The initial weather forecast for Saturday looked dire. We were under a severe thunderstorm watch for Saturday afternoon and evening. Instead, we only had some light rain on Saturday morning. The rest of the weekend was dry and storm-free.
Despite our social distancing protocols, we had a fun weekend. It sure was great to be out of our homes and camping with old friends again.
After months of closed state park campgrounds due to the pandemic, I was finally able to go camping in our little trailer. I was expecting a relaxing and peaceful weekend, but what I got was something different.
Back before the pandemic shut everything down, I made a reservation at Elk Neck State Park in Maryland for Father’s Day weekend. So we headed out on Friday for the delayed start of our camping season.
We had a great campsite; it was large, private, and surrounded by woods. The site didn’t have electricity for the camper, but we often camp that way. Propane and battery power are all we need for a weekend of camping in the camper. After getting situated, we had dinner and enjoyed a relaxing campfire. And, of course, my antenna went up, and I set up the radio.
During the evening, the trailer battery started to fade. Eventually, it died altogether. It’s a 100 Ah deep cycle battery that has served us well for several camping seasons. Without it, we had no lights, the propane refrigerator wouldn’t start, and we had no water for the toilet. (I can hear the backpackers out there laughing right now.)
Fortunately, I had an extra 35 Ah battery I could press into service as a backup. After swapping a few connections, we were back in business. We used some alkaline battery-powered lights inside the camper to minimize the current draw on the smaller battery.
On Saturday, we awoke to some great weather and watched a deer pass by in the woods. Radio-wise, I started the day with a CW chat with KB4GYT in South Carolina. But, as the morning progressed, we started hearing some rumbling off in the distance. By mid-day, the storms moved in, and it continued to rain the rest of the afternoon.,
To our good fortune, the rain let up around dinner time. As we were finishing our dinner, however, we heard the propane gas detector in the trailer starting to chirp. That chirp meant we had another depleted battery on our hands.
At that point, we could have reverted to tent camping mode, using our battery operated lights and making use of the campground bathroom facilities. (We had other workarounds for using the toilet in the trailer, but I’ll spare you those details.) We had two coolers, so we could deal with the loss of the refrigerator. Plus, we still had another battery for charging phones and running a fan. We tent-camped for many years, so we’ve done all this before.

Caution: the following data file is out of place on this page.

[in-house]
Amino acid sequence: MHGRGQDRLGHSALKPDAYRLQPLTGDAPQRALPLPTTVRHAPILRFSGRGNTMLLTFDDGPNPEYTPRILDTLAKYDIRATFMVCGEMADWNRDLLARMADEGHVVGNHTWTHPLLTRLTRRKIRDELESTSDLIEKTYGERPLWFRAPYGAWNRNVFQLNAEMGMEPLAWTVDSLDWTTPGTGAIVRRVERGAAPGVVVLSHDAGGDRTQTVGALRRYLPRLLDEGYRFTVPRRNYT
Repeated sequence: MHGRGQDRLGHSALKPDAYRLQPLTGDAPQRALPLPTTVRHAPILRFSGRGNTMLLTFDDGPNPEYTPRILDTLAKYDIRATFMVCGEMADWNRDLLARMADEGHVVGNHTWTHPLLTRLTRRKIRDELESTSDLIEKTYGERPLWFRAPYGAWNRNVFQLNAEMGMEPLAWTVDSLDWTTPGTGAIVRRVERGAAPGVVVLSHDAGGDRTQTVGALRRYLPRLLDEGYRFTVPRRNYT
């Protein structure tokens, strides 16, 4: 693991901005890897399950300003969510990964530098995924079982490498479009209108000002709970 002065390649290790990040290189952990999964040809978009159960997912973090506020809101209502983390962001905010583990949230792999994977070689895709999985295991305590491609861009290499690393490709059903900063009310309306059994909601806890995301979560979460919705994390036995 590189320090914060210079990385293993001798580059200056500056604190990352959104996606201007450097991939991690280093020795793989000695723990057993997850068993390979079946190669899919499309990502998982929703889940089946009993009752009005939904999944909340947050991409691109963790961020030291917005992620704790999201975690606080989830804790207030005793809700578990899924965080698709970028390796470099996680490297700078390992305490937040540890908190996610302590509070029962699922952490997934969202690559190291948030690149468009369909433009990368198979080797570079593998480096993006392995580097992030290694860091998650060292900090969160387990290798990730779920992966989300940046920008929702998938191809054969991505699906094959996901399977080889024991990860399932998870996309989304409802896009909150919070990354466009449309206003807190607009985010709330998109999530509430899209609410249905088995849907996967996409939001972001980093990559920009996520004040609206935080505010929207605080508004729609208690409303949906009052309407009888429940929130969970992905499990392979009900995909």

In the end, we decided we didn’t want to spend our time implementing workarounds for our workarounds to extend our stay one more night. We had to be out by mid-day the next day, anyway. So, we took advantage of the remaining daylight to hastily pack up and head home.
In between the thunderstorms and dealing with trailer battery issues, I managed to make a half-dozen contacts. Of those, two were Parks on the Air (POTA) park-to-park contacts. At times, the static crashes made radio reception difficult. I can only imagine what my 5-watt signal sounded like on the other end.
It was nice while it lasted. Well, most of it was, anyway. Instead of camping, I’ll spend Father’s Day getting my tent camping gear together for Field Day next weekend. Oh yeah… and shopping for a new battery.
I’ve been intrigued by the half-square antenna for some time now. I don’t have the real estate to put one up at home, so I built one for portable use. Like my other speaker wire projects, this antenna is built from a 50-foot length of cheap, two-conductor wire.
You can think of the half-square as two quarter-wave verticals spaced a half-wavelength apart. It provides some gain over a quarter-wave vertical and has a low take-off angle. The half-square has a bi-directional pattern with lobes broadside to the antenna and nulls off of the ends.
Normally, the half-square is fed with coax at the top of one of the vertical elements and functions as a single-band antenna. The coax should be kept perpendicular to the vertical leg, to avoid interaction. That arrangement, however, would be somewhat awkward for a portable antenna.
For expediency in the field, I went in a different direction. I decided to feed it at the bottom of one of the vertical legs, which is a high impedance point. I use a 9:1 unun to reduce the high input impedance to something easier for a tuner to handle.
I designed this antenna for the 20M band, but I wanted to use it on other bands as well. By using the 9:1 unun to feed the bottom of the antenna, I’m able to squeeze some more bands out of it. A tuner is required, of course.
Refer to the accompanying diagram to help make sense of the following steps.
Separate the speaker wire into two 50-ft wires
On one of the wires, install a spade lug at one end. This will be the connection to your matching device)